“Love means never having to say you’re sorry.” If you were up and around in 1970 and had any awareness of pop culture, you surely heard that line at least once. It’s from the wildly popular film and book “Love Story.”
“Love means never having to say you’re sorry.”
If you were up and around in 1970 and had any awareness of pop culture, you surely heard that line at least once. It’s from the wildly popular film and book “Love Story.”
The screenplay was written first, but the novel appeared first and helped publicize the movie. Both were written by Erich Segal. Segal, who suffered from Parkinson’s disease for years, died of a heart attack at age 72 on Jan. 17 of this year.
While most critics detested “Love Story,” the book was the top-selling fiction title of the year and the movie was No. 1 at the box office.
Less well-known was Segal’s role in another iconic creation: He worked on the screenplay for the 1968 animated film based on the Beatles’ music, “Yellow Submarine.”
The instant celebrity from “Love Story” was unusual for a man in Segal’s line of work — a classics professor at Yale.
I was reminded of all this recently after listening to a lecture about Socrates, a man whose fame became his undoing. Socrates was an ancient Greek philosopher who was convicted of corrupting the youth of Athens with his unconventional teachings, for which he was condemned to death.
If you’ve heard of hemlock, it’s probably because of Socrates. That was the poison he drank to comply with his death sentence.
At his trial, Socrates delivered his defense, immortalized in Plato’s “Apology.” In Greek, an “apology” was “a speaking in defense,” from “apo-” for “from” and “logos” for “speech.” The latter also is the root for “logic.”
The first definition for “apology” in Webster’s is still “a formal spoken or written defense of some idea, religion, philosophy, etc.”
The more common usage nowadays is “an acknowledgment of some fault, injury, insult, etc., with an expression of regret and a plea for pardon.”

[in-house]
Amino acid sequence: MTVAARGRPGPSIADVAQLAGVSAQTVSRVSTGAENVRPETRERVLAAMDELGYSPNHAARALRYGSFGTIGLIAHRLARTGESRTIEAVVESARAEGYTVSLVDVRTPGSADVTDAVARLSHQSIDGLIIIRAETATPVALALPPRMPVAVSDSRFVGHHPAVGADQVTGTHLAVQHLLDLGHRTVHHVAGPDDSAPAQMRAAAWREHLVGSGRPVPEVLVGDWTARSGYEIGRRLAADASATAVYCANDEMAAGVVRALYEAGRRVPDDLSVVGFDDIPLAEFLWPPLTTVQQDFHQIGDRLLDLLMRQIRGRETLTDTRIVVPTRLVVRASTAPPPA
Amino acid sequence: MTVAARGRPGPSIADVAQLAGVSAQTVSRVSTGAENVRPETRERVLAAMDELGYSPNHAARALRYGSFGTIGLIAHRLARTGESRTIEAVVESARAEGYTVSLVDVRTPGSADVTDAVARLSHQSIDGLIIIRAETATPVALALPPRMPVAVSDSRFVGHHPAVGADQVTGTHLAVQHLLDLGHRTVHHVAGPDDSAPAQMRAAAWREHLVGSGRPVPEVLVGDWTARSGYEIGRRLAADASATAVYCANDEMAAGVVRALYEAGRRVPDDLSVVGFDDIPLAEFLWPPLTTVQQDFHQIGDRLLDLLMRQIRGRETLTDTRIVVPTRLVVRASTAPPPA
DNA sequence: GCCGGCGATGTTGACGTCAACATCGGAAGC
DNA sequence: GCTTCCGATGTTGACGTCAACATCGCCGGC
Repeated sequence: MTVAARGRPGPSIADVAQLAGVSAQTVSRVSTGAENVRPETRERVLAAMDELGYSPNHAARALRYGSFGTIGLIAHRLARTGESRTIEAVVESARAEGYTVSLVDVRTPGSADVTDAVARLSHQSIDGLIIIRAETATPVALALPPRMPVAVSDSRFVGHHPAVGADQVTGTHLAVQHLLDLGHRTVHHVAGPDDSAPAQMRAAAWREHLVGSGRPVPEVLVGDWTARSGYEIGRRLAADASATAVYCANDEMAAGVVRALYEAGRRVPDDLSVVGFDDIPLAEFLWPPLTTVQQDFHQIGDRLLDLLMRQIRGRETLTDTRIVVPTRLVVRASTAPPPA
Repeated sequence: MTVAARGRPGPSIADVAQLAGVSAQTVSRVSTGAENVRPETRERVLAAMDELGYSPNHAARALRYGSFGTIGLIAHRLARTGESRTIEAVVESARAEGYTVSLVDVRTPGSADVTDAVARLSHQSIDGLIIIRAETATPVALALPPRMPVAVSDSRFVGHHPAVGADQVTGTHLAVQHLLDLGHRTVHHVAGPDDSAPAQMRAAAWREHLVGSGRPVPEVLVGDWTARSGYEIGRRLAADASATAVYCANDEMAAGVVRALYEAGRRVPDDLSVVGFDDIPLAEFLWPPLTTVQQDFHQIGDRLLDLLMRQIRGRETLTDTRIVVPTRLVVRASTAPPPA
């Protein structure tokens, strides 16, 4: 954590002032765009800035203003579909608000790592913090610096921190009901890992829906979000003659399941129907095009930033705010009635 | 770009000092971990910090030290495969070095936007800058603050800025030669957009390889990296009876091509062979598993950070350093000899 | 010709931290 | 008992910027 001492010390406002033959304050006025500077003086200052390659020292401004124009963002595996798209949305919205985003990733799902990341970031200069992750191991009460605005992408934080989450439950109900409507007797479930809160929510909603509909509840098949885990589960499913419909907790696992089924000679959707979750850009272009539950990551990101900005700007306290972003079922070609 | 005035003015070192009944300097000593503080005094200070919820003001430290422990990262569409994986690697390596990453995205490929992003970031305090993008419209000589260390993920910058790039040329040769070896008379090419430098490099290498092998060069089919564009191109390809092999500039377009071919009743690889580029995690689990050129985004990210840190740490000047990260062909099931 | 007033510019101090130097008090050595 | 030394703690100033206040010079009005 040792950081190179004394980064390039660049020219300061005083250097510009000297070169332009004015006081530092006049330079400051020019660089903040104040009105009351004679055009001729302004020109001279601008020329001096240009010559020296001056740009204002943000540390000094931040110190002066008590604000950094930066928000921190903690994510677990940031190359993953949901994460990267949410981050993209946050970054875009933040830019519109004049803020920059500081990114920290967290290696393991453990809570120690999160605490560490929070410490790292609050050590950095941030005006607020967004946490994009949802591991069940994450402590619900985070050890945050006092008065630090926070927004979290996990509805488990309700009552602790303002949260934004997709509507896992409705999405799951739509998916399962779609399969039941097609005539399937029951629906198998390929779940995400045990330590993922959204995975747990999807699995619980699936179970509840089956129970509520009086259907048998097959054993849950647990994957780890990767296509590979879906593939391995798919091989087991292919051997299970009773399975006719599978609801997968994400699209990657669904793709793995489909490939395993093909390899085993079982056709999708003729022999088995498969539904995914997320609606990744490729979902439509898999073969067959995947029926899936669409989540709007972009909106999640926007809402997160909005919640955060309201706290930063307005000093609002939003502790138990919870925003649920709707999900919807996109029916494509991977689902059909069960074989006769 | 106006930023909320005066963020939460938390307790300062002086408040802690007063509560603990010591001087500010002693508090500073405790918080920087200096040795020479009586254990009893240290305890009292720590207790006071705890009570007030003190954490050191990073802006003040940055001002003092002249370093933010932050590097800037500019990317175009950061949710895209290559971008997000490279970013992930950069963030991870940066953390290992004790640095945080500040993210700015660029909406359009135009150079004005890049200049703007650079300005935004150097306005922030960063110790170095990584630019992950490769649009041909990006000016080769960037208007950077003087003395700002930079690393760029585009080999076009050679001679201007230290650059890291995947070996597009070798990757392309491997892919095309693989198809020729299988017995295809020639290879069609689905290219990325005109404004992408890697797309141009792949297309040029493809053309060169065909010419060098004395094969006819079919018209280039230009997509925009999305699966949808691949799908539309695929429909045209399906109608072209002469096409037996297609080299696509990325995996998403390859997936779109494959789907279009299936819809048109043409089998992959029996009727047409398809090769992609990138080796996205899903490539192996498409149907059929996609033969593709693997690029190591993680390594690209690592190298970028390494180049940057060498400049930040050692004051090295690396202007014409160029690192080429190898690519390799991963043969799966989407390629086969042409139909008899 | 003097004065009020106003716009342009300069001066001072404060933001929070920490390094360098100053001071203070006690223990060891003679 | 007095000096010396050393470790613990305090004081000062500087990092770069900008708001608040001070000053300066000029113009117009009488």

According to “The Oxford Dictionary of Word Histories,” that one dates from the mid-19th century.
So to paraphrase the “Love Story” line, before then, apology never meant saying you’re sorry.
And that brings me to the current outrage about Goldman Sachs (as in “sacks of gold, man”) and the whole Wall Street banking mess. Wouldn’t it be nice to hear a few of those folks acknowledge faults and express regrets?
This scandal has me rethinking the term “bank robbery.” Traditionally, it has applied to something done TO a bank. Now I can’t help considering it as something done BY a bank.
Of course, not all banks are the same. The Wall Street investment behemoths are a far cry from most financial institutions, not only in scale but in terms of the kinds of business they’re involved in.
I confess I don’t understand much of it, and I suspect most other people don’t, either — which just makes it easier for things to go so terribly wrong.
Sadly, one of the victims of all of these financial dealings (and probable misdealings) was my hometown's AMCORE Bank.
Somewhere along the line, someone insisted that the name AMCORE be fully capitalized.
Unfortunately, the bank itself wasn’t fully capitalized.
Contact Barry Wood at firstname.lastname@example.org or read his blog at blogs.e-rockford.com/woodonwords/.